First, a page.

This Wonkcast was originally recorded in February 2011. Andy Sumner updates the data from the original Bottom Billion brief in his recent working paper, Where Will the World's Poor Live? An Update on Global Poverty and the New Bottom Billion.
Paul Collier’s 2007 book, The Bottom Billion: Why the Poorest Countries are Failing and What Can Be Done About It
, changed the way we think about poverty and development. Collier argued that the majority of the 5-billion people in the "developing world" live in countries with sustained high growth rates and would eventually escape from poverty. The rest—the bottom billion—live in 58 small, poor, often land-locked countries that are growing very slowly or not at all. These countries, stuck in poverty traps, should be the focus of foreign aid, Collier argued.
, a visiting fellow at CGD and research fellow at the Institute for Development Studies at Sussex University, is boldly challenging that view with more recent data and a new frame of reference that tell a surprisingly different story: three out of four of the world’s poorest people, Andy asserts, live in middle-income countries with impressive growth rates but may nonetheless are trapped in extreme poverty. Andy joins me on this week’s Wonkcast to discuss his work on this “new” bottom billion.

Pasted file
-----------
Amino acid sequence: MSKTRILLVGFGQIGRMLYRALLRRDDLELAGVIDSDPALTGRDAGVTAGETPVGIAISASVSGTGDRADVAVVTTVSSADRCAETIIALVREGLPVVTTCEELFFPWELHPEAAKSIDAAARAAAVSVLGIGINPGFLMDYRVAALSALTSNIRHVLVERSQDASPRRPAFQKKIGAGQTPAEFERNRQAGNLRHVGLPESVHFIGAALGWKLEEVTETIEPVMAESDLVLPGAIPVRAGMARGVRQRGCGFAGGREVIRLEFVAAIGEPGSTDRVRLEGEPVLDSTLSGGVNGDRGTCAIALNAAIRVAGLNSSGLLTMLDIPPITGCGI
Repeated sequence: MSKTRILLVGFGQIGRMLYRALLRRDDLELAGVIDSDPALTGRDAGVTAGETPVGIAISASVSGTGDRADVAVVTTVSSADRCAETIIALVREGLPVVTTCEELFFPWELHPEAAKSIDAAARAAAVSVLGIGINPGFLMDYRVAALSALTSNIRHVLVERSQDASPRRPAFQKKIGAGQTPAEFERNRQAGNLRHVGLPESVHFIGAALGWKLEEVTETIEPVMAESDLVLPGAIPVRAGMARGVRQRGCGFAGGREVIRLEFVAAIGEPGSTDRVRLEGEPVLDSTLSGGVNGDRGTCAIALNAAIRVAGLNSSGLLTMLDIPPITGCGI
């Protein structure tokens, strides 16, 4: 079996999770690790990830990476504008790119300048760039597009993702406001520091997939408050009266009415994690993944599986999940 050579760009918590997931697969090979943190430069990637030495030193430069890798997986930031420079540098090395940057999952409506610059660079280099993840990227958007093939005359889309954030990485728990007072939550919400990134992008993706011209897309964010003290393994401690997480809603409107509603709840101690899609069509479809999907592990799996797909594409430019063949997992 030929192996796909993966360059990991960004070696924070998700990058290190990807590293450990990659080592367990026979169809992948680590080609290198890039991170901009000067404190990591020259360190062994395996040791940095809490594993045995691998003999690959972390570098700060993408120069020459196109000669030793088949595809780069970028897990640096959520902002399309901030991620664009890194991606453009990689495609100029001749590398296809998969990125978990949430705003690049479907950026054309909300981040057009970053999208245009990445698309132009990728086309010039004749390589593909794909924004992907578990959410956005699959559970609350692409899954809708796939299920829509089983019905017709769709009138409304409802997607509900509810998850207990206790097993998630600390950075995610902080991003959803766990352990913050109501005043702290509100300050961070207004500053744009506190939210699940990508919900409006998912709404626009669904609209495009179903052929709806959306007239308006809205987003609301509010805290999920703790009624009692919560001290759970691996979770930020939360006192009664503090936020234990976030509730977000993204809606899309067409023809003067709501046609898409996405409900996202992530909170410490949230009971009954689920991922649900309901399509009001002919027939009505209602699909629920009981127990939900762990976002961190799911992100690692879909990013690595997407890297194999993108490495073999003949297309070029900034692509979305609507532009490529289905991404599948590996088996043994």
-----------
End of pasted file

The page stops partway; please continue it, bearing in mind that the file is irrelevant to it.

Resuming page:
“A lower-caste woman in India is probably as trapped in poverty and as poor as someone in Sierra Leone, one of Paul’s bottom billion countries,” says Andy. Although many large emerging market countries enjoy rapid, sustained growth, he says, high and rising inequality means that the growth “hasn’t been sufficiently poverty reducing.”
“Reducing inequalities makes growth much more effective,” Andy notes. “If you can make growth more effective, you can end poverty much faster around the world.”
This new view has important implications for international efforts to reduce poverty, including for foreign assistance. Aid is increasingly targeted to the countries of Collier’s bottom billion, even though by Andy’s reckoning these countries are home to only one out of four of the world’s poor.
We end by discussing an idea that Andy raised during his visit here at CGD: the notion of “Catalytic Classes,” that is, social strata comprised of people who are not overly reliant on the status quo but are nonetheless prosperous enough that they are not worried about falling into poverty. “When this group gets sufficiently large and has the communications technology to communicate to others, maybe that leads to a lot more pressure for positive change,” says Andy, reflecting on recent events in the Middle East.
Is fostering the growth of “Catalytic Classes” in developing countries an appropriate goal for outsiders? We end our chat with more questions than we began with.
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My thanks to Wren Elhai for his production assistance on the Wonkcast recording and to Will McKitterick for drafting this blog post.
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